A couple of other non-obvious things to screen for when interviewing:
in reply to Biggest clue you don't want the job you're offered
Bureacracy. Ask people what the procedure is for buying a work-related book. Assuming that the answer isn't "we can't buy books" (bzzzt!), ask what the procedure is for being reimbursed. It's not uncommon to in Silicon Valley to have a "if you need it, go buy it and submit and expense report" or "ask me first" policy, but some places go overboard in how much time and expenese they'll incur to basically tell you "no". If a company is going to burn through an hour of administrative time to tell you that you can't spend $40 on a book that might save you 10 hours of work, they're being stupid. Life is too short to work for needlessly stupid companies.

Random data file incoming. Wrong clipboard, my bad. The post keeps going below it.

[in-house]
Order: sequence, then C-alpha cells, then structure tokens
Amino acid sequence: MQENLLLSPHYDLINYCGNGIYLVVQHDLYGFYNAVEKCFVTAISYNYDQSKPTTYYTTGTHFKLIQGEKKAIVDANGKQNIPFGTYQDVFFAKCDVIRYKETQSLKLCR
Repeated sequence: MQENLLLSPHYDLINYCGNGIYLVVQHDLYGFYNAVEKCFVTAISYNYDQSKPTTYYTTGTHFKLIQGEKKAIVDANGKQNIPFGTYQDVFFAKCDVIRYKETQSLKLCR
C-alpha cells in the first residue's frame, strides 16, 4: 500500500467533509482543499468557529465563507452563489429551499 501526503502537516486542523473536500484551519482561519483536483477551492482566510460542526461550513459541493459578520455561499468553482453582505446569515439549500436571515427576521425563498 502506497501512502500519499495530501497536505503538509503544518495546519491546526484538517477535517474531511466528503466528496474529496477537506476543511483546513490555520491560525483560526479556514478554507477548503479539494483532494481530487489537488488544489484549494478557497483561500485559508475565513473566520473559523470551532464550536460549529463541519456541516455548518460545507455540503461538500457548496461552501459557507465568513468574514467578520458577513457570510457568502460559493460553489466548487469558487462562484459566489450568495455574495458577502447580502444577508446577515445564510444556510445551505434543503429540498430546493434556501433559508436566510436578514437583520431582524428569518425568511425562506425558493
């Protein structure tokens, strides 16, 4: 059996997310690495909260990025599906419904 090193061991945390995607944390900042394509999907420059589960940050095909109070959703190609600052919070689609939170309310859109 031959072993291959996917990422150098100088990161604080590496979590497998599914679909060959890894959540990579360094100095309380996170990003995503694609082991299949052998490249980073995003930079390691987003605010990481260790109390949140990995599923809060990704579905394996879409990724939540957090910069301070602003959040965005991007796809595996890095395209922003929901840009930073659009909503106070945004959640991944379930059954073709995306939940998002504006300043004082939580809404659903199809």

Lighting. As your eyes get older, the effect of florescent lights + basic, low-refresh rate monitors becomes harder to live with. If you're starting to have problems, make sure you won't be living in a veal-farm of cubicles, with no direct outside light, and no way to turn off the florescents. Life is too short to go home with eyestrain headaches every day.